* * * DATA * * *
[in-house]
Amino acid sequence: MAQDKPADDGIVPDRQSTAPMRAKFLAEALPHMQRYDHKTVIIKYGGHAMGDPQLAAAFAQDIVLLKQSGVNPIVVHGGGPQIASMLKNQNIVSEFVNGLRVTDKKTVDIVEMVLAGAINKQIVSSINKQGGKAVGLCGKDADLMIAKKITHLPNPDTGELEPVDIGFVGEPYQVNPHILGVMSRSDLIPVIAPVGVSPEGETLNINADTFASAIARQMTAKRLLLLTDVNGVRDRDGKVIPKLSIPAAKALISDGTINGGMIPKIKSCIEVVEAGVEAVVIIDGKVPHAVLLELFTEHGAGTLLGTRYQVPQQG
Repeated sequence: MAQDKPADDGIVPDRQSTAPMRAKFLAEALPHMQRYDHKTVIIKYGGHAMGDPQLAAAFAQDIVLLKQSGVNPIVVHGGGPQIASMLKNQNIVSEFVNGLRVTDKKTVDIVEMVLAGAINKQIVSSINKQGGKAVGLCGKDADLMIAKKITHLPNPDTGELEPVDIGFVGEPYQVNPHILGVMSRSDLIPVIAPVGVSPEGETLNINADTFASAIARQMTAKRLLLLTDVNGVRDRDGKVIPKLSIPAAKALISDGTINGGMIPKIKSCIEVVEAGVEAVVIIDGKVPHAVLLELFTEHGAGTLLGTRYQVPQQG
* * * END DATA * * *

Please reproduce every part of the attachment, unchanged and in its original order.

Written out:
[in-house]
Amino acid sequence: MAQDKPADDGIVPDRQSTAPMRAKFLAEALPHMQRYDHKTVIIKYGGHAMGDPQLAAAFAQDIVLLKQSGVNPIVVHGGGPQIASMLKNQNIVSEFVNGLRVTDKKTVDIVEMVLAGAINKQIVSSINKQGGKAVGLCGKDADLMIAKKITHLPNPDTGELEPVDIGFVGEPYQVNPHILGVMSRSDLIPVIAPVGVSPEGETLNINADTFASAIARQMTAKRLLLLTDVNGVRDRDGKVIPKLSIPAAKALISDGTINGGMIPKIKSCIEVVEAGVEAVVIIDGKVPHAVLLELFTEHGAGTLLGTRYQVPQQG
Repeated sequence: MAQDKPADDGIVPDRQSTAPMRAKFLAEALPHMQRYDHKTVIIKYGGHAMGDPQLAAAFAQDIVLLKQSGVNPIVVHGGGPQIASMLKNQNIVSEFVNGLRVTDKKTVDIVEMVLAGAINKQIVSSINKQGGKAVGLCGKDADLMIAKKITHLPNPDTGELEPVDIGFVGEPYQVNPHILGVMSRSDLIPVIAPVGVSPEGETLNINADTFASAIARQMTAKRLLLLTDVNGVRDRDGKVIPKLSIPAAKALISDGTINGGMIPKIKSCIEVVEAGVEAVVIIDGKVPHAVLLELFTEHGAGTLLGTRYQVPQQG